While reading Dick's article on the subject, a few things caught my eye. First was the illustration of how the soldiers dressed. To me, they look like traditional depictions of Davy Crockett but with a French hat instead of a coon-skin cap.
|Carignan Soldier, courtesy of Dick Eastman's blog|
The other thing was the fact that there were apparently no restrictions on who could join the regiment, except for one - they had to be at least 5'3" tall. Interesting requirement.
I wanted to see if I had any ancestors among this group, so I went through my file and looked for anyone far back enough to have qualified, and I found one! Jean Bessette, born about 1642 is the most distant paternal ancestor of Eleanor Bessette (who I have written about before), and he just happens to be one of these soldiers.
According to Sandra Goodwin of the Maple Stars and Stripes podcast, when the ladies of the Filles du Roi were brought to Quebec, they lived in convents under the care of nuns. The nuns would organize socials where the local men would come and meet the ladies. The ladies would ask them about their occupations, whether they had a house built, if it was ready to live in, etc. Sometimes there would be an offer of marriage on the spot. The ladies were not under pressure to accept, and could decline if they wanted to. If they declined, they could move on to the next town and attend the social there. They could keep doing this all the way to the end of the settlement, which was Montreal at the time (which actually led the men at Montreal to complain that all the pretty girls were getting married back east). But the end result of all these socials was that most of the Filles du Roi were married very soon after arriving in Quebec.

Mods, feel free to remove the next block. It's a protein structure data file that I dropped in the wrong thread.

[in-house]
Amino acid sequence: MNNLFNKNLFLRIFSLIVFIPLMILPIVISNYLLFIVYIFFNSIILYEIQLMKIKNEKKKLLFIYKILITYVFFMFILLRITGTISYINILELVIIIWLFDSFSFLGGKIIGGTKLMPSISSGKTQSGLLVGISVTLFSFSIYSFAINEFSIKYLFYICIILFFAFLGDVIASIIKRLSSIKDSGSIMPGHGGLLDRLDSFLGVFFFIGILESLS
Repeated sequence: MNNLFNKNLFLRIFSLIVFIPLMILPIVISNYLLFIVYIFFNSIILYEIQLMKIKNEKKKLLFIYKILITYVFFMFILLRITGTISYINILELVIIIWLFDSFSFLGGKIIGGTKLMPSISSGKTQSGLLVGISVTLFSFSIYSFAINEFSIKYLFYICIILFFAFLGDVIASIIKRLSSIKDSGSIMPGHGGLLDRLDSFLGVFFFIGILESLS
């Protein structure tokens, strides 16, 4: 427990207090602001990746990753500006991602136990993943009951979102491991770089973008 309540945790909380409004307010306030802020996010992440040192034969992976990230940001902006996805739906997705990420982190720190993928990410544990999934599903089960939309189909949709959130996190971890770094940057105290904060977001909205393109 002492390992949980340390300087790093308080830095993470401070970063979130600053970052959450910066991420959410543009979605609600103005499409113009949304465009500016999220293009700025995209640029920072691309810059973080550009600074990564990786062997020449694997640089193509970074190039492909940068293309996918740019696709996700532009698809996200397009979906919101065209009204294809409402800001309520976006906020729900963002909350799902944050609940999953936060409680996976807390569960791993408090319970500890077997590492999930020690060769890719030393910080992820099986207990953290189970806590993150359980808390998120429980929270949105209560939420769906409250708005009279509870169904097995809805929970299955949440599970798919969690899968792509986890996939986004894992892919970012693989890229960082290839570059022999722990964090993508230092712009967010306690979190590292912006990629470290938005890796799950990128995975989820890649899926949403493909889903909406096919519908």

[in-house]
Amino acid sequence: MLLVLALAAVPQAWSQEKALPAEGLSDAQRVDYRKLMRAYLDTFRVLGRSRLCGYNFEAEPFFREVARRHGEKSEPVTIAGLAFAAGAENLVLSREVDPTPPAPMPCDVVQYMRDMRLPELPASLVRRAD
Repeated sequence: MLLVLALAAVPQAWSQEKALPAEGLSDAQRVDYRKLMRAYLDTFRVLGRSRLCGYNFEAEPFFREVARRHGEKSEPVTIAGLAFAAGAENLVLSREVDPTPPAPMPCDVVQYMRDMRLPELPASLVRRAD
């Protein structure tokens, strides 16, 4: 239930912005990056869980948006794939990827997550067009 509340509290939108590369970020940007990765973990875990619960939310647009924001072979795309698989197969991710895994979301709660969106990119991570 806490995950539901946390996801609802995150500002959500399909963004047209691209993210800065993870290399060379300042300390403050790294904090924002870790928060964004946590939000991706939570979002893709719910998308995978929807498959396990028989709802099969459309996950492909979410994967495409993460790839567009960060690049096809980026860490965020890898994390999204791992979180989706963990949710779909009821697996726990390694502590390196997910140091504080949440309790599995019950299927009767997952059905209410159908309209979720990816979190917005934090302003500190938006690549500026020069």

That seems to have been the case in my lineage. Anne Seigneur, daughter of Guillaume and Madeleine Seigneur, arrived in Quebec on the ship La Nouvelle France on March 7, 1668. She was married to Jean Bessette on July 3 that same year. Just enough time for her to get situated, meet Jean, confirm that he was a suitable match, and go and get hitched.
There's a lot more written about the Filles du Roi and the Carignan soldiers than I've had time to read so far, and it sounds like a fascinating story and time. I wonder if any other of my French lines lead back to the fillies of Roy?